Yesterday, Jeremy Fox posted a rather lengthy blog on why academics should read blogs. I’m going to convince the neophyte academic, the graduate student, why you especially should be reading blogs, and commenting too.
I will skip topics like “What is a blog?” and “What do blogs cover?” because Jeremy and his team at Dynamic Ecology have done an excellent job compiling the answers to these questions.
So, why should students read blogs? I’ll keep it simple: connection.
Recently, I was asked to speak at the Virginia SeaGrant Annual Symposium. The director, Dr. Troy Hartley, had an excellent opening talk on network theory in the context of getting science from academia into the hands of policy makers and industry professionals. His argument was simple: the more people you add to your network, the fewer steps it takes to connect any two people and thus the fewer steps it takes to get the correct information to the people who need it. But this idea goes beyond research applications. I say that communication among academics, and particularly among students, is the key to making scientific progress, for whatever purpose.
I wrote a few months ago about “Global Networks in Ecology.” In it, I said that these kinds of networks were wonderful because they exposed participants to other researchers who may have wildly different world views. We all get locked into certain ways of doing things, and interact regularly with people that are closest to us or are long-time collaborators, but this formula rarely shakes things up. To make progress, we need to see the field through others’ eyes every once in a while. But I recognize that not everyone is so fortunate to have the chance to meet up with students from afar (although conferences are a great place to start), and so what can we do? Simple: Blog. Read. Follow. Comment.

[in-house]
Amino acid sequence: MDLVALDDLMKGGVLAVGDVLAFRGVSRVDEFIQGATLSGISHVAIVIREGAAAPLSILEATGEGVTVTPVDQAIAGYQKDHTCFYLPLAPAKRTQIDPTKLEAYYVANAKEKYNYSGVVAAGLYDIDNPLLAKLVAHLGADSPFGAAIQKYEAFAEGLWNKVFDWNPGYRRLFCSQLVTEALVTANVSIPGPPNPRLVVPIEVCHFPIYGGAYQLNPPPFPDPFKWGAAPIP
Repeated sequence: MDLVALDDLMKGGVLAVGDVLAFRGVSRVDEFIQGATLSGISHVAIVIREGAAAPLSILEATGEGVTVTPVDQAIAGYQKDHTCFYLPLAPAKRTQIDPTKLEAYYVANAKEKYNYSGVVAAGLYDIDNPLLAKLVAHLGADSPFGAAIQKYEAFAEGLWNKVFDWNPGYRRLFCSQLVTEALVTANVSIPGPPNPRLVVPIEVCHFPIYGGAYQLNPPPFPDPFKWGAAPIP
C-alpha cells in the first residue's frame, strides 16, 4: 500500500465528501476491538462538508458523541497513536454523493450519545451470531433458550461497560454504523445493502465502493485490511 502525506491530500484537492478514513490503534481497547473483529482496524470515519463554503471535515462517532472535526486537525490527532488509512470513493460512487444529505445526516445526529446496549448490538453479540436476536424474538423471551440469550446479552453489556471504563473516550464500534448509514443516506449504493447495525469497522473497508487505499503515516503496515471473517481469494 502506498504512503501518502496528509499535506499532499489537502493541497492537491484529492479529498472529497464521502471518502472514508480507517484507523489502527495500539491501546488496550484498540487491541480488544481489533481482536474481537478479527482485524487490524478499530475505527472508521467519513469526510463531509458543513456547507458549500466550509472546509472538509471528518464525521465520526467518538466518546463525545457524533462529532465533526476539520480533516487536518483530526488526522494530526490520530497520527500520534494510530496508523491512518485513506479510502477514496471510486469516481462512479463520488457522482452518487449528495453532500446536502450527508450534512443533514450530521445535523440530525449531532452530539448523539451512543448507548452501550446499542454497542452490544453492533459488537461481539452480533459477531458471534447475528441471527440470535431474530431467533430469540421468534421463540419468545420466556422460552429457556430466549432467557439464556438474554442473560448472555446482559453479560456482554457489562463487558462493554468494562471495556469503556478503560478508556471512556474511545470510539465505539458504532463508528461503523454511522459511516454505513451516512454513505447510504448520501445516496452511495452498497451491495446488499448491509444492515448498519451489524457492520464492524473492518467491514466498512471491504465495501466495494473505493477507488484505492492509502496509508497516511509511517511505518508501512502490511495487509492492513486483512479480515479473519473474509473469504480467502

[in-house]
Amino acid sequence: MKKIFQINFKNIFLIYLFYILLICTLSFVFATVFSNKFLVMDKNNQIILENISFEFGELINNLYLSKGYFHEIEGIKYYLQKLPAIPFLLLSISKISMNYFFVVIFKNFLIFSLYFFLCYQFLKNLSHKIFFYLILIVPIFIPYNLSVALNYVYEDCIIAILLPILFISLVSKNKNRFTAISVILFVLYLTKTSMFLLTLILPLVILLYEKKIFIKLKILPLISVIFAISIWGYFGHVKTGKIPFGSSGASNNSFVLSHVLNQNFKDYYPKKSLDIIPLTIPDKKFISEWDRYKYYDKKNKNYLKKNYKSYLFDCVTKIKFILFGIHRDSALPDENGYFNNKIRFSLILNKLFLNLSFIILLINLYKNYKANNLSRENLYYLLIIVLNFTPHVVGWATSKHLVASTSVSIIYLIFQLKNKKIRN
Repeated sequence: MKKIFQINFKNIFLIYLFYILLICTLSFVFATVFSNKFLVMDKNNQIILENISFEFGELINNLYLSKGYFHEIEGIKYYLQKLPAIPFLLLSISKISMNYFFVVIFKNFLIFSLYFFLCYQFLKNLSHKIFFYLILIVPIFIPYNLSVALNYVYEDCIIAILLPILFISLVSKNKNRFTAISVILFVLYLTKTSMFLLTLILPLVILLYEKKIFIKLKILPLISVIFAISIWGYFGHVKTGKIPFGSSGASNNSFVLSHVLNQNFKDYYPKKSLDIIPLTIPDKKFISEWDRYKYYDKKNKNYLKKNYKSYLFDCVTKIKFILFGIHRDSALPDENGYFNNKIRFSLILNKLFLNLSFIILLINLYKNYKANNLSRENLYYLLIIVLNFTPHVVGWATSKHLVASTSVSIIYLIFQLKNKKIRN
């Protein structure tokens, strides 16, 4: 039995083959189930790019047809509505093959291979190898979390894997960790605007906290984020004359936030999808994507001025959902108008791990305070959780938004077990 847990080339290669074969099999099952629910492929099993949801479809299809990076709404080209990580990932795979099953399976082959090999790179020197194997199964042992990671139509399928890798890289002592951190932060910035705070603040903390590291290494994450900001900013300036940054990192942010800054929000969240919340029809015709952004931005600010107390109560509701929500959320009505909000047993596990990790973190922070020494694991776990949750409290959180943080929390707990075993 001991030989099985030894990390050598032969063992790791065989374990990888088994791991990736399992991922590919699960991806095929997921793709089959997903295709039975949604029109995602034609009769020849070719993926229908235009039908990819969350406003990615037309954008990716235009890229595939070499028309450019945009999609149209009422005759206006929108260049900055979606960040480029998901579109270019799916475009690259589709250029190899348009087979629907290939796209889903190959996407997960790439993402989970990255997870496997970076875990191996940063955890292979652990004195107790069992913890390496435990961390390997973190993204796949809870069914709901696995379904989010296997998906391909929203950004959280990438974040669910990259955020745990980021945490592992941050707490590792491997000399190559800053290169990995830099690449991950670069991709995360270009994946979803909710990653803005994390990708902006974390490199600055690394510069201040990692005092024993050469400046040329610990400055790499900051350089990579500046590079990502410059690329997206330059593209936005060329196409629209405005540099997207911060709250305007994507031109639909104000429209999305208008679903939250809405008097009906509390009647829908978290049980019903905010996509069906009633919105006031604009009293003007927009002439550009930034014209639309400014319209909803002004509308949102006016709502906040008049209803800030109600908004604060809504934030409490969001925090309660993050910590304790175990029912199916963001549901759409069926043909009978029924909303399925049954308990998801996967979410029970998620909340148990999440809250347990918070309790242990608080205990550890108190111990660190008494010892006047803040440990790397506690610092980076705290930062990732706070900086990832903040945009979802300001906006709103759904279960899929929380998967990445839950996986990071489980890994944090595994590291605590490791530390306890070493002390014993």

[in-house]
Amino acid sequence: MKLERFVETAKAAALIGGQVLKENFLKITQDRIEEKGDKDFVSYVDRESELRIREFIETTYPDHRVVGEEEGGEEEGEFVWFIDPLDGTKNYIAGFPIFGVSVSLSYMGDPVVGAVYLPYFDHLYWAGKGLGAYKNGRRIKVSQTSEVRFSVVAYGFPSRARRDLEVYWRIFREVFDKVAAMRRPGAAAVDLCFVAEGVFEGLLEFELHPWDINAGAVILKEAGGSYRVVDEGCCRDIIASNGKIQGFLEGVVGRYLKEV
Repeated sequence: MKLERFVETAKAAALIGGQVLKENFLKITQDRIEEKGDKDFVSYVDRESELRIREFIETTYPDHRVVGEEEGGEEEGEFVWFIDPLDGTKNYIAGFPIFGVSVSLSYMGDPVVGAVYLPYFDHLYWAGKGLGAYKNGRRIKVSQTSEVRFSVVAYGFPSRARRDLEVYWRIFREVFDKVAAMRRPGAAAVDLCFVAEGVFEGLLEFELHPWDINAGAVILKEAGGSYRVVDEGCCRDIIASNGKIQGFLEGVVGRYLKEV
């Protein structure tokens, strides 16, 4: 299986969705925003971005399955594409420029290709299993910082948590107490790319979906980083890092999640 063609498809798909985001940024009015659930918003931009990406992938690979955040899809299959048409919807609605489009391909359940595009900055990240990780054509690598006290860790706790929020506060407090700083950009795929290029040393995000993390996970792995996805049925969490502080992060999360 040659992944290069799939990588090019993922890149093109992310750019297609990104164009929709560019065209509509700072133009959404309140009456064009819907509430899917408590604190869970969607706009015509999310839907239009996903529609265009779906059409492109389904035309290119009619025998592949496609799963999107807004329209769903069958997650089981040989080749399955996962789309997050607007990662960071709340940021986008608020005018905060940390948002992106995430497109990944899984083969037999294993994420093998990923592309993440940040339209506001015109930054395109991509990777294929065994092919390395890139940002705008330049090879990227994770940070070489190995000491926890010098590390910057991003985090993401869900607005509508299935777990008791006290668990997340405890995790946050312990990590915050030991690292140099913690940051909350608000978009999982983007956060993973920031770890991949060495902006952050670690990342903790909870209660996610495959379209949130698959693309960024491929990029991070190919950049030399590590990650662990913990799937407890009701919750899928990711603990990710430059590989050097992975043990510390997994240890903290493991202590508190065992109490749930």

I recently launched a new blog project, BioDiverse Perspectives, devoted to initiating discussion among graduate students on the topic near and dear to me: biodiversity. I posted an article yesterday and within a few hours, I had a long discussion going with the author of the paper, and several other graduate students, one of whom I had never met before. We were able to move through arguments together, ask questions and get responses, and I checked out the mystery student’s website and downloaded a few of the lecture materials he provided. Now, I feel like if I ever meet the guy, I have something to talk to him about (“Hey, remember that post on the intermediate disturbance hypothesis?”) and who knows where it will go from there.
Some would argue that the field already allows for these types of interactions with peer reviews, conference talks, institutional seminars, and so on. But these are all very formal, and often anonymous (I could name only a handful of people who have ever showed up at my talks, and fewer who have actually followed up on the topic). Writing, reading, and commenting on blogs is wholly informal, takes less time and effort, and allows for meaningful, personal, and potentially lasting interactions. So why not get to it?